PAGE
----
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Table of contents
PREFACE
THE MOTHER AND HER CHILD-1.1
THE MOTHER AND HER CHILD-1.2
THE MOTHER AND HER CHILD-1.3
THE MOTHER AND HER CHILD-1.4
THE MOTHER AND HER CHILD-1.5
SEXUAL EDUCATION-2.1
SEXUAL EDUCATION-2.2
SEXUAL EDUCATION-2.3
SEXUAL EDUCATION-2.4
SEXUAL EDUCATION-2.5
SEXUAL EDUCATION-2.6
SEXUAL EDUCATION-2.7
SEXUAL EDUCATION-2.8
SEXUAL EDUCATION-2.9
SEXUAL EDUCATION-2.10
SEXUAL EDUCATION-2.11
SEXUAL EDUCATION AND NAKEDNESS-3.1
SEXUAL EDUCATION AND NAKEDNESS-3.2
SEXUAL EDUCATION AND NAKEDNESS-3.3
SEXUAL EDUCATION AND NAKEDNESS-3.4
THE VALUATION OF SEXUAL LOVE-4.1
THE VALUATION OF SEXUAL LOVE-4.2
THE VALUATION OF SEXUAL LOVE-4.3
THE VALUATION OF SEXUAL LOVE-4.4
THE FUNCTION OF CHASTITY-5.1
THE FUNCTION OF CHASTITY-5.2
THE FUNCTION OF CHASTITY-5.3
THE FUNCTION OF CHASTITY-5.4
THE FUNCTION OF CHASTITY-5.5
THE FUNCTION OF CHASTITY-5.6
THE PROBLEM OF SEXUAL ABSTINENCE-6.1
THE PROBLEM OF SEXUAL ABSTINENCE-6.2
THE PROBLEM OF SEXUAL ABSTINENCE-6.3
THE PROBLEM OF SEXUAL ABSTINENCE-6.4
THE PROBLEM OF SEXUAL ABSTINENCE-6.5
THE PROBLEM OF SEXUAL ABSTINENCE-6.6
PROSTITUTION-7.1
PROSTITUTION-7.2
PROSTITUTION-7.3
PROSTITUTION-7.4
PROSTITUTION-7.5
PROSTITUTION-7.6
PROSTITUTION-7.7
PROSTITUTION-7.8
PROSTITUTION-7.9
PROSTITUTION-7.10
PROSTITUTION-7.11
PROSTITUTION-7.12
PROSTITUTION-7.13
PROSTITUTION-7.14
PROSTITUTION-7.15
FOOTNOTES-1
FOOTNOTES-2

the opinion you express [as to the unfavorable influence of 

muscular development in women]. _Athletics_, i.e., overdone 

physical training, causes the girl's system to approximate to the 

masculine; this is so whether due to sport or necessity. The 

woman who indulges in it approximates to the male in her 

attributes; this is marked in diminished sexual intensity, and in 

increased difficulty of childbirth, with, in time, lessened 

fecundity. Healthy habits improve, but masculine muscular 

development diminishes, womanly qualities, although it is true 

that the peasant and the laboring woman have easy labor. I have 

never advocated muscular development for girls, only physical 

training, but have perhaps said too much for it and praised it 

too unguardedly. In schools and colleges, so far, however, it is 

insufficient rather than too much; only the wealthy have too much 

golf and athletic sports. I am collecting new material, but from 

what I already have seen I am impressed with the truth of what 

you say. I am studying the point, and shall elaborate the 

explanation." Any publication on this subject was, however, 

prevented by Engelmann's death a few years later. 

 

A proper recognition of the special nature of woman, of her peculiar needs 

and her dignity, has a significance beyond its importance in education and 

hygiene. The traditions and training to which she is subjected in this 

matter have a subtle and far-reaching significance, according as they are 

good or evil. If she is taught, implicitly or explicitly, contempt for the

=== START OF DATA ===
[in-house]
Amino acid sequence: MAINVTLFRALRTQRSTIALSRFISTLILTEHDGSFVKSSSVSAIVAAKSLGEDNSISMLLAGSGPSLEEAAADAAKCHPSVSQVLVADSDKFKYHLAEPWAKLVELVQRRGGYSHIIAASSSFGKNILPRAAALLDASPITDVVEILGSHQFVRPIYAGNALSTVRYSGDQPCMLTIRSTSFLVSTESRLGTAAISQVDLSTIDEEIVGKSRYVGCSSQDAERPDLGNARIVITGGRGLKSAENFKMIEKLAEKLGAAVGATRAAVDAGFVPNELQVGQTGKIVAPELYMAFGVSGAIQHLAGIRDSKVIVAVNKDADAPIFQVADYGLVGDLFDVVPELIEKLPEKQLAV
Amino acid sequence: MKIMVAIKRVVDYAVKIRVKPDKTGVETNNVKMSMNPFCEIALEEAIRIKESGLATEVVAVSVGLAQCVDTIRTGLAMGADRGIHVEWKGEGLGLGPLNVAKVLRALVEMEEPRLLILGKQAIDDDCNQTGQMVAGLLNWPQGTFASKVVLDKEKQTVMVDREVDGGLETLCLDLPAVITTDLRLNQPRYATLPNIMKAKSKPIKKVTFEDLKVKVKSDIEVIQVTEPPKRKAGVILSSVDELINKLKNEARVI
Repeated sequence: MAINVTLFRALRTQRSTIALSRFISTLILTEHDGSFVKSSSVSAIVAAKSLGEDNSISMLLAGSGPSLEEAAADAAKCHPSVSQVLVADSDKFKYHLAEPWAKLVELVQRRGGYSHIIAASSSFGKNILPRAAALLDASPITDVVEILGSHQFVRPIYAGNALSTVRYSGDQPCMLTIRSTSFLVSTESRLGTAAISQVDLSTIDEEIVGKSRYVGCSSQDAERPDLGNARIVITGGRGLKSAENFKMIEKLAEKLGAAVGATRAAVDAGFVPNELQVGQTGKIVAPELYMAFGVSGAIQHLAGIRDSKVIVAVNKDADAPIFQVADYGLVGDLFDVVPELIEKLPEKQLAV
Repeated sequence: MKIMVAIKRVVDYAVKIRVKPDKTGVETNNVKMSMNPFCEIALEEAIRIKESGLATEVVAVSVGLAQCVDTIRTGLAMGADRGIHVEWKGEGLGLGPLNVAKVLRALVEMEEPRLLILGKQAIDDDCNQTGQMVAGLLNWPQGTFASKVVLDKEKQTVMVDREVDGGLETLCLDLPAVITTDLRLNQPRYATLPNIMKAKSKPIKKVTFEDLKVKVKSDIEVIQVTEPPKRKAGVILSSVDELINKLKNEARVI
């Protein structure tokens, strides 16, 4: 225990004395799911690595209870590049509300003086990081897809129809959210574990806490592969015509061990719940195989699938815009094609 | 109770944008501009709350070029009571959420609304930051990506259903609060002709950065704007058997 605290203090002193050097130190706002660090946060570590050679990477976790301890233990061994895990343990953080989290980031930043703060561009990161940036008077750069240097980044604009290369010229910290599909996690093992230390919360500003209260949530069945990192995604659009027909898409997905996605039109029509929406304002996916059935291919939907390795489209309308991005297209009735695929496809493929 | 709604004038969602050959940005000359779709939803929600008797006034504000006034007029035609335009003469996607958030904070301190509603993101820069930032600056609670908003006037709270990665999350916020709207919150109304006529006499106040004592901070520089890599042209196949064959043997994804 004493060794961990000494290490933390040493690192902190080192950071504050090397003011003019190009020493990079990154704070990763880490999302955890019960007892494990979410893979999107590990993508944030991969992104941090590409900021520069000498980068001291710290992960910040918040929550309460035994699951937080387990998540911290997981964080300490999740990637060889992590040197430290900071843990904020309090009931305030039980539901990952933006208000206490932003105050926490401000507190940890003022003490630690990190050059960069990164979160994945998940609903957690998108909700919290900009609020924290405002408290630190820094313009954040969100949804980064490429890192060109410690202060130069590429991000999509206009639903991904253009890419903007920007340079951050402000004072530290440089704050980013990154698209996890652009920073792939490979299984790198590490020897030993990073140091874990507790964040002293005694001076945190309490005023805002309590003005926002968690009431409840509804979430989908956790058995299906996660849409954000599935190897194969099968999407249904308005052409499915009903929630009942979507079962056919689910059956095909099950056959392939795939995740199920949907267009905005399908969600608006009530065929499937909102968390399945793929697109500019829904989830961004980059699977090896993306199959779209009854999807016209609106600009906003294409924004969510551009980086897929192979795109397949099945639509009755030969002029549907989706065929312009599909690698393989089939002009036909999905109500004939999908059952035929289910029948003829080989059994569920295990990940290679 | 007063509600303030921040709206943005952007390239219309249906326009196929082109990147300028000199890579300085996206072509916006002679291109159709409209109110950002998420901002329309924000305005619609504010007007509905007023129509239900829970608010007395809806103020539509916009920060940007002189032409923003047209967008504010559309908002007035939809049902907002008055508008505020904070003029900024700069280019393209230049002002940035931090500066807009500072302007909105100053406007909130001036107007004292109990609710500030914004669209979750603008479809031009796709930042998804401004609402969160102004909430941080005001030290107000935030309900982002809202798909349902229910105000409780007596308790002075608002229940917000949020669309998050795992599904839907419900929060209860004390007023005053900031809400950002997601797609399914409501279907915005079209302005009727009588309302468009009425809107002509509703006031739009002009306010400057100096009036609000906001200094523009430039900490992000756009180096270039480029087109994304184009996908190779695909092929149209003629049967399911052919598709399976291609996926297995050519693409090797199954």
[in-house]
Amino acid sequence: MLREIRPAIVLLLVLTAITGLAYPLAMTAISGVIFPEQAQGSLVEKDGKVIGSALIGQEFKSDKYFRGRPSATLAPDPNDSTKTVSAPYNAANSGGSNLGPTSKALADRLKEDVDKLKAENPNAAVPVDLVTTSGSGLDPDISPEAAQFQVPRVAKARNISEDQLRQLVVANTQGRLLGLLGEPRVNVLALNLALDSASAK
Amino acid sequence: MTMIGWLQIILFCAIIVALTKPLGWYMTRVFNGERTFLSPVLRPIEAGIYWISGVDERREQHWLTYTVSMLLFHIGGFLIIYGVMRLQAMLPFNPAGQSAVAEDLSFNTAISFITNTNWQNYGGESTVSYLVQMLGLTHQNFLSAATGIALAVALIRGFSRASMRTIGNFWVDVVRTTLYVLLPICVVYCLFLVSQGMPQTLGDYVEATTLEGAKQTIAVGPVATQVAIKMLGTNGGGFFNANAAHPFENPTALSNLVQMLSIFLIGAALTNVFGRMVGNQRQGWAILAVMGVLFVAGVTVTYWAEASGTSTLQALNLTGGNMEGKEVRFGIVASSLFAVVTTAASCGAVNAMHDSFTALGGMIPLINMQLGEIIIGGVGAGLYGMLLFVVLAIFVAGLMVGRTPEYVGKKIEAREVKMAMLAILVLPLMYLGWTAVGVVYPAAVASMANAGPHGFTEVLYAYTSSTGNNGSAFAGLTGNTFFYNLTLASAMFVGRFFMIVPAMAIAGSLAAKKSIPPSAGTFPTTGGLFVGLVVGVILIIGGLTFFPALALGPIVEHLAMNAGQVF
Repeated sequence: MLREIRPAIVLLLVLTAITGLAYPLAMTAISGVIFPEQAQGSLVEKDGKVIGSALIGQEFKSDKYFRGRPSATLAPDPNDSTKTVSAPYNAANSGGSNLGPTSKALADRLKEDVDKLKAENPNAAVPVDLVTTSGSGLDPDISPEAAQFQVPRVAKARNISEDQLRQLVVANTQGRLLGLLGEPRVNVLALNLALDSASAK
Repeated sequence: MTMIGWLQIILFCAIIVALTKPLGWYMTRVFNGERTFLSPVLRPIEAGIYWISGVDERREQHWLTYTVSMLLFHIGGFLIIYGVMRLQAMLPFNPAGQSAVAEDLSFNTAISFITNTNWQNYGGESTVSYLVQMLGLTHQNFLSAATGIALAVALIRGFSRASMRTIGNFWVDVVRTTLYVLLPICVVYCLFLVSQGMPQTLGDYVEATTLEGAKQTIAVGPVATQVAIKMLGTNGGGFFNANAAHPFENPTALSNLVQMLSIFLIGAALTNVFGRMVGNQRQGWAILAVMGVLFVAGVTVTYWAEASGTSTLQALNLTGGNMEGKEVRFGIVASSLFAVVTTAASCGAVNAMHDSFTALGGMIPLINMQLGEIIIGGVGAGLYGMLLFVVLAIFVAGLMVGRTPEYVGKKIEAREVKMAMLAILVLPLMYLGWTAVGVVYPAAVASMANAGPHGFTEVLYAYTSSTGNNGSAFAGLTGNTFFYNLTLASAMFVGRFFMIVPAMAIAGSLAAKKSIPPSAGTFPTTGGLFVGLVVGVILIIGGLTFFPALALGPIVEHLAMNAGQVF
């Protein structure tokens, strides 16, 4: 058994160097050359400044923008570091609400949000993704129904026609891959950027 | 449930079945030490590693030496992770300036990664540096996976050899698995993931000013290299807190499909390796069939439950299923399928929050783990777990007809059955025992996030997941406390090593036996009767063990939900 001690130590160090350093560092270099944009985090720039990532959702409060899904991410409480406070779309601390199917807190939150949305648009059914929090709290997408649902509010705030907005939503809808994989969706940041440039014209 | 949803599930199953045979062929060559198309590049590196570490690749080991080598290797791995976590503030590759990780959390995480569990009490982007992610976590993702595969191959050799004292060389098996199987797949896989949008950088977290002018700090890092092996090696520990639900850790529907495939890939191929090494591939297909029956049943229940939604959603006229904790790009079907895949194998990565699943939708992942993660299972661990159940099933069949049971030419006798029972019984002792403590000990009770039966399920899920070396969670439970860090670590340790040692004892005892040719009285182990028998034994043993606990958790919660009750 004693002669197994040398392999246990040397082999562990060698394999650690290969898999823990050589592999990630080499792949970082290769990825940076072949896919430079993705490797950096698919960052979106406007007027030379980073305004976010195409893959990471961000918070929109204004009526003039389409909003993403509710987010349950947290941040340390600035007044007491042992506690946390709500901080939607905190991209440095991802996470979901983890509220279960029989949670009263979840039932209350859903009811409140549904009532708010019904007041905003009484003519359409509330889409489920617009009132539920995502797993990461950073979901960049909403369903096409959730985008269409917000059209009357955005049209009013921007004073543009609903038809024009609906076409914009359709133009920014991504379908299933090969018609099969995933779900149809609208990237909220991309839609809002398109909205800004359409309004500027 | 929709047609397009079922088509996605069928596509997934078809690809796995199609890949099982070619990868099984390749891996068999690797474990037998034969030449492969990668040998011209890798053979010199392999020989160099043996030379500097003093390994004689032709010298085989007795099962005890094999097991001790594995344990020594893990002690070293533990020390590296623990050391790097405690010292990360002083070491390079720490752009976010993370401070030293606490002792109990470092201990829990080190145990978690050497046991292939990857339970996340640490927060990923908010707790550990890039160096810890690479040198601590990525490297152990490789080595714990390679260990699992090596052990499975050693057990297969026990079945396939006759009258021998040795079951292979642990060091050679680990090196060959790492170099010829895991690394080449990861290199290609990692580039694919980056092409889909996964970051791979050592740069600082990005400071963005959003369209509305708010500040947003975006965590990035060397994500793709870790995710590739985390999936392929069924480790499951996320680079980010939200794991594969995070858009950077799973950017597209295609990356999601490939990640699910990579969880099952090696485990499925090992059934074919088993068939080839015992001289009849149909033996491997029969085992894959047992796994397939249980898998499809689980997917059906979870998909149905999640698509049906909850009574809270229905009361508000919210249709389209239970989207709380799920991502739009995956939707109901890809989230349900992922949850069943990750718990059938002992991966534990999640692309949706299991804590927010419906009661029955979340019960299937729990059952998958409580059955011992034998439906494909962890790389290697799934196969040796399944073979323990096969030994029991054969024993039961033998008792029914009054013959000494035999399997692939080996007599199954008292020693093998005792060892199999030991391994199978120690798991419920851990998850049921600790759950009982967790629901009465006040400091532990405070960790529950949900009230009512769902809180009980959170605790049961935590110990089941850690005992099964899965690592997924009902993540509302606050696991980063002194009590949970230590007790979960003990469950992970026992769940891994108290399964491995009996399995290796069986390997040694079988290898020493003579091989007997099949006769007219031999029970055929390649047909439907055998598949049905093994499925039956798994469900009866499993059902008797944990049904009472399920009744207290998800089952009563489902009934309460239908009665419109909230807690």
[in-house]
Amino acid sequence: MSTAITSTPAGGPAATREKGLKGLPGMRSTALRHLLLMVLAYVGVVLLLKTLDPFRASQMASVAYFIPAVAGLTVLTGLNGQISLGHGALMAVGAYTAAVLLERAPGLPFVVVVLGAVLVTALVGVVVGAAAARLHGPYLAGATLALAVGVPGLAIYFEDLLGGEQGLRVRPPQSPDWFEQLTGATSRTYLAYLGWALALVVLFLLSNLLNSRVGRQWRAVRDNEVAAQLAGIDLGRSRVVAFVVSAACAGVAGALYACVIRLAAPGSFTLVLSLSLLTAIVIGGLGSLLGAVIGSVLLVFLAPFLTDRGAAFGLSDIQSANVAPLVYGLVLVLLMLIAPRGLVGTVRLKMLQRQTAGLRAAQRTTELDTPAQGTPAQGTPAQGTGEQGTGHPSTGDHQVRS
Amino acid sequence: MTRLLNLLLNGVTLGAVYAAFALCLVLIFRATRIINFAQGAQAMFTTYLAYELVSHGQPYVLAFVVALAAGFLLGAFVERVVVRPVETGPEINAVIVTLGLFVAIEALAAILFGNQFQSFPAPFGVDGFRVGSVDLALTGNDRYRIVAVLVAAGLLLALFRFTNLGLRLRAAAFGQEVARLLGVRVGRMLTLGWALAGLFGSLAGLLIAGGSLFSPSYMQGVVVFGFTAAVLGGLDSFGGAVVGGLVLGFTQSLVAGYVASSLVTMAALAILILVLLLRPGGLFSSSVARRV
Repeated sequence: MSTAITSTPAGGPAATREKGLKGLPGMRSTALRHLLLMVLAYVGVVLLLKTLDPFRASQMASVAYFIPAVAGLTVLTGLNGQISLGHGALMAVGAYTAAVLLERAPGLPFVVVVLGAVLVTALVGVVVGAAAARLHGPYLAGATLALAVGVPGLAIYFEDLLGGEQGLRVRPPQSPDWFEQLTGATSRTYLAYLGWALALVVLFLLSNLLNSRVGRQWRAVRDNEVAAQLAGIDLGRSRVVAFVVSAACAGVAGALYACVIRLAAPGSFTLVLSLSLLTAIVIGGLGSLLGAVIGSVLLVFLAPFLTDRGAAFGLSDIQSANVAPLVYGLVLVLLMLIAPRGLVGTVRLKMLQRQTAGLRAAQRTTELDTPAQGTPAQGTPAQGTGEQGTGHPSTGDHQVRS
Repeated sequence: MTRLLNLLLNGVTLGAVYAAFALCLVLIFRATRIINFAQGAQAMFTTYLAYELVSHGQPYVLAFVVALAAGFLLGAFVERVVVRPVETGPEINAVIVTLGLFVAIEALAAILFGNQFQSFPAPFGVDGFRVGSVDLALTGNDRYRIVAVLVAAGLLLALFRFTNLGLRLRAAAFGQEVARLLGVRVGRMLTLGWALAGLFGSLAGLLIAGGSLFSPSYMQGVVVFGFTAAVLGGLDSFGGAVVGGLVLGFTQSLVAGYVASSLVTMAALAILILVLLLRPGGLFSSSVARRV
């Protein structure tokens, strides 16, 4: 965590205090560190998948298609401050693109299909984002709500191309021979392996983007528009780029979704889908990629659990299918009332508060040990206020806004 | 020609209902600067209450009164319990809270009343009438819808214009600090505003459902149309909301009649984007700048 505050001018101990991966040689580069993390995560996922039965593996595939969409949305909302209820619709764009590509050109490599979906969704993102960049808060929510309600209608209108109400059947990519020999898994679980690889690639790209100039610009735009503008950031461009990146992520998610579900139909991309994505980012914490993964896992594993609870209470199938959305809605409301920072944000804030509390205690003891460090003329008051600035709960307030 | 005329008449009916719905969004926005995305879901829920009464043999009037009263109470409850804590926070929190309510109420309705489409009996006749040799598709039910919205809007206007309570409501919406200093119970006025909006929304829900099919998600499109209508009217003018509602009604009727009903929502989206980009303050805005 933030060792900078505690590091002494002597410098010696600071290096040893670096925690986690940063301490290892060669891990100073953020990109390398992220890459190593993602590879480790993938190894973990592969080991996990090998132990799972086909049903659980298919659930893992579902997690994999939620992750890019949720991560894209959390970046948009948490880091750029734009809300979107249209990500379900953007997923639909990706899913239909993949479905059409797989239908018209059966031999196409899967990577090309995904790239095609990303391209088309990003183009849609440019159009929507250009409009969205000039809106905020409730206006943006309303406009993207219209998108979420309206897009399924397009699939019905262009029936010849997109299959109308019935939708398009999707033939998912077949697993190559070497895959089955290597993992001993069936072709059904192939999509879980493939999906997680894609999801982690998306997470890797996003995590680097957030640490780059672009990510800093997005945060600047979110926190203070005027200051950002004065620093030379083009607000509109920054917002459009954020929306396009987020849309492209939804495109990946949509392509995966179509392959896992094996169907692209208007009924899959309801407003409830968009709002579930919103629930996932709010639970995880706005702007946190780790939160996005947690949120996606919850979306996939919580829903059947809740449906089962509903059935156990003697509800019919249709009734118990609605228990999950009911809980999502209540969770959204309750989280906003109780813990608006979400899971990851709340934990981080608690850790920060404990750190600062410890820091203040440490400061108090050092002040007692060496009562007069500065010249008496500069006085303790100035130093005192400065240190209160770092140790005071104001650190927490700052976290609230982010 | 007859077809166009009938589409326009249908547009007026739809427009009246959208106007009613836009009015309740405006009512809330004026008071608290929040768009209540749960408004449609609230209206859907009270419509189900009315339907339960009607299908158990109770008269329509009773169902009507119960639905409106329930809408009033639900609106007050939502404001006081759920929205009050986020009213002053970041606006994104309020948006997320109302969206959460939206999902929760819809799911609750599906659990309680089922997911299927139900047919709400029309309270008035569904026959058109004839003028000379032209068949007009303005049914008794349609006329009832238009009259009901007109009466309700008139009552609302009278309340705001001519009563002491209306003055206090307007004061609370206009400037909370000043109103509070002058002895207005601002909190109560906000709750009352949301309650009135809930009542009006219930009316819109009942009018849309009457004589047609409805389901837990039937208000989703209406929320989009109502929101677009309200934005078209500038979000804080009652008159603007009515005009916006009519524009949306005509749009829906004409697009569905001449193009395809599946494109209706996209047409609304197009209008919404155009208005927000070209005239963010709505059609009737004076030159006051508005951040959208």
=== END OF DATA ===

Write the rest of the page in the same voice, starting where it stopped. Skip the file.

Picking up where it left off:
characteristics of her own sex, she naturally develops masculine ideals 

which may permanently discolor her vision of life and distort her 

practical activities; it has been found that as many as fifty per cent. of 

American school girls have masculine ideals, while fifteen per cent. 

American and no fewer than thirty-four per cent. English school girls 

wished to be men, though scarcely any boys wished to be women.[31] With 

the same tendency may be connected that neglect to cultivate the emotions, 

which, by a mischievously extravagant but inevitable reaction from the 

opposite extreme, has sometimes marked the modern training of women. In 

the finely developed woman, intelligence is interpenetrated with emotion. 

If there is an exaggerated and isolated culture of intelligence a tendency 

shows itself to disharmony which breaks up the character or impairs its 

completeness. In this connection Reibmayr has remarked that the American 

woman may serve as a warning.[32] Within the emotional sphere itself, it 

may be added, there is a tendency to disharmony in women owing to the 

contradictory nature of the feelings which are traditionally impressed 

upon her, a contradiction which dates back indeed to the identification of 

sacredness and impurity at the dawn of civilization. "Every girl and 

woman," wrote Hellmann, in a pioneering book which pushed a sound 

principle to eccentric extremes, "is taught to regard her sexual parts as 

a precious and sacred spot, only to be approached by a husband or in 

special circumstances a doctor. She is, at the same time, taught to regard 

this spot as a kind of water-closet which she ought to be extremely 

ashamed to possess, and the mere mention of which should cause a painful 

blush."[33] The average unthinking woman accepts the incongruity of this 

opposition without question, and grows accustomed to adapt herself to each 

of the incompatibles according to circumstances. The more thoughtful woman 

works out a private theory of her own. But in very many cases this 


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